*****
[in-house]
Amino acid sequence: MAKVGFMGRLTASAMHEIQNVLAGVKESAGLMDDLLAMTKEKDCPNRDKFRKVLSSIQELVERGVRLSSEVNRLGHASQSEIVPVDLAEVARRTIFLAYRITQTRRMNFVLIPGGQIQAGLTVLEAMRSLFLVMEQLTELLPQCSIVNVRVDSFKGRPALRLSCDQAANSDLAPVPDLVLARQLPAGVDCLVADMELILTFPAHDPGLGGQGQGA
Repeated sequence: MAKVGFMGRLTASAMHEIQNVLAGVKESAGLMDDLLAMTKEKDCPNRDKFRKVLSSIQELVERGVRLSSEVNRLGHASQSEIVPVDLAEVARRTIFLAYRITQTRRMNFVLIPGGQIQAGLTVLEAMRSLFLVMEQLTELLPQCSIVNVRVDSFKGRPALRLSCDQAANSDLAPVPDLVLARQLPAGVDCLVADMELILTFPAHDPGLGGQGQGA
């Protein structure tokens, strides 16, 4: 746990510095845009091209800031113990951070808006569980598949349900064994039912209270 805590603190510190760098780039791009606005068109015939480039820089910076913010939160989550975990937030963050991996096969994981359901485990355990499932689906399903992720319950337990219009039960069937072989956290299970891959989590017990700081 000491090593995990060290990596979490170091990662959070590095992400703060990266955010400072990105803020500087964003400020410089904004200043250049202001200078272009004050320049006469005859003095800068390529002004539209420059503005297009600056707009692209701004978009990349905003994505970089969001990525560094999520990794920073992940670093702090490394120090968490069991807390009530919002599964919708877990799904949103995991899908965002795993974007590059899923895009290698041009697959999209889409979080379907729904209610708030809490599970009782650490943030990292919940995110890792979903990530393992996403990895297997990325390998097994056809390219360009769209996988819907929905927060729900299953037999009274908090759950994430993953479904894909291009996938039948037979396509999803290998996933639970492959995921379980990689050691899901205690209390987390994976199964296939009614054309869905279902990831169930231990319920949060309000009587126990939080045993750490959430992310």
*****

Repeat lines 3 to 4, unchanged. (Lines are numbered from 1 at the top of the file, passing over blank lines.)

Repeated sequence: MAKVGFMGRLTASAMHEIQNVLAGVKESAGLMDDLLAMTKEKDCPNRDKFRKVLSSIQELVERGVRLSSEVNRLGHASQSEIVPVDLAEVARRTIFLAYRITQTRRMNFVLIPGGQIQAGLTVLEAMRSLFLVMEQLTELLPQCSIVNVRVDSFKGRPALRLSCDQAANSDLAPVPDLVLARQLPAGVDCLVADMELILTFPAHDPGLGGQGQGA
């Protein structure tokens, strides 16, 4: 746990510095845009091209800031113990951070808006569980598949349900064994039912209270 805590603190510190760098780039791009606005068109015939480039820089910076913010939160989550975990937030963050991996096969994981359901485990355990499932689906399903992720319950337990219009039960069937072989956290299970891959989590017990700081 000491090593995990060290990596979490170091990662959070590095992400703060990266955010400072990105803020500087964003400020410089904004200043250049202001200078272009004050320049006469005859003095800068390529002004539209420059503005297009600056707009692209701004978009990349905003994505970089969001990525560094999520990794920073992940670093702090490394120090968490069991807390009530919002599964919708877990799904949103995991899908965002795993974007590059899923895009290698041009697959999209889409979080379907729904209610708030809490599970009782650490943030990292919940995110890792979903990530393992996403990895297997990325390998097994056809390219360009769209996988819907929905927060729900299953037999009274908090759950994430993953479904894909291009996938039948037979396509999803290998996933639970492959995921379980990689050691899901205690209390987390994976199964296939009614054309869905279902990831169930231990319920949060309000009587126990939080045993750490959430992310």